October 26, 2020
Team NULL finalized the high-fidelity prototype and began work on producing the product backlog and product website.
November 9, 2020
Work on the product website/backlog was concluded during this sprint and submitted for review. In addition, a project prototype document was produced.
November 23, 2020
In this sprint team NULL performed extensive research on the client's framework. This involved reading documentation provided to us involving LonTalk devices. In addition, research was performed on how to simulate IoT devices in C++. Lastly, effort was put into setting up an automated testing environment.
February 3, 2021
Development environments were setup for each team member. This involved installing the IzoT framework on the machines the team planned to use for development. In order to accomplish this, team NULL participated in several meetings with the client to work out difficulties. This eventually led to a virtual machine running Ubuntu 15 being setup so that our client could perform the necessary installation steps and work through the many issues that were encountered.
February 20, 2021
Due to time restrictions, team NULL began fleshing out the features of Mockingbird by modifying the existing High-Fidelity prototype. The intention behind this effort was to implement all of the simulators features without implementing the LonTalk code. Alongside these efforts, certain team members continued working on the IzoT framework, compiling the C libraries from source. This included an example IzoTDevice that we could use to verify system functionality.
March 6, 2021
After many discussions with the client on our existing work, Mockingbird undertook an extensive framework change. Due to the success of our team last sprint we were able to compile and run the simple IzoTDevice provided by the client. In light of our newfound knowledge we decided to use this device (with extensive modification) to perform all the LonTalk communication between are client's hardware and our simulator. To accomplish this goal we scrapped the previous version of Mockingbird. This was replaced by a Python script that was capable of creating, managing, and communicating with these devices. In this sprint we managed to implement all previous features alongside a few additional ones getting Mockingbird to 100% base functionality.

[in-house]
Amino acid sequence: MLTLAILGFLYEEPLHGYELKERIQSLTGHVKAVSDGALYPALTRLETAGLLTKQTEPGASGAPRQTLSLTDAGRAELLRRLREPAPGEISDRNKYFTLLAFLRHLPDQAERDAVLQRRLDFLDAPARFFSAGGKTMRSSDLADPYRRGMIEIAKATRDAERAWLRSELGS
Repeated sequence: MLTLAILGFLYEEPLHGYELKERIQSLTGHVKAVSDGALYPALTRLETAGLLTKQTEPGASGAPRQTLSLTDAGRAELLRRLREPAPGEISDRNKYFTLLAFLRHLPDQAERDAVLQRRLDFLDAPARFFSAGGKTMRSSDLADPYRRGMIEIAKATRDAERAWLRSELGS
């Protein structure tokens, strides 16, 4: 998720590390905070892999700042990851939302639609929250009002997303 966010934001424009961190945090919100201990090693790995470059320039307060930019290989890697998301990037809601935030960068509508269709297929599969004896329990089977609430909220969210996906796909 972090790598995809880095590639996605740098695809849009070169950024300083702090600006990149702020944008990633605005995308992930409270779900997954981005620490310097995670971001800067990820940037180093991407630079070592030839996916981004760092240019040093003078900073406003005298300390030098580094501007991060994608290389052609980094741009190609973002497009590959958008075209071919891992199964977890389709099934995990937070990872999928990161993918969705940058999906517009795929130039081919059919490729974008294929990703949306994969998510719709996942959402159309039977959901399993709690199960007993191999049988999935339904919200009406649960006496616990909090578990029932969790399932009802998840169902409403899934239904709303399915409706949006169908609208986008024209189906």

March 20, 2021
During this sprint team NULL showed off the new Mockingbird to the client. They were pleased to see the results of our efforts and highlighted a few features that were missing. In response to this, certain team members were assigned to implement these missing features. In addition, several known bugs were tackled. This included a library swap in Mockingbird. Previously the Subprocess library was used to manage the devices. However, after testing we found that the Pexpect library proved more reliable.
April 3, 2021
The end goal of this sprint was to create the first stable version of Mockingbird that would be ready-for-release. This involved created extensive documentation on how to use and modify Mockingbird. Alongside this, team NULL began working on quality assurance. Testing Mockingbird and fixing bugs as they were found. Lastly, enhancements to existing features were developed in order to provide a consistent interface to the user.
April 17, 2021
At the beginning of this sprint team NULL informed the client that the product was ready to deliver. Existing documentation was modified as per the clients request with any small changes to Mockingbird implemented. In addition, deliverables were finalized and submitted to our adviser for review.
May 1, 2021
Mockingbird delivery deadline. On this date team NULL delivered the product (as is) to Dialog Semiconductor.
May 14, 2021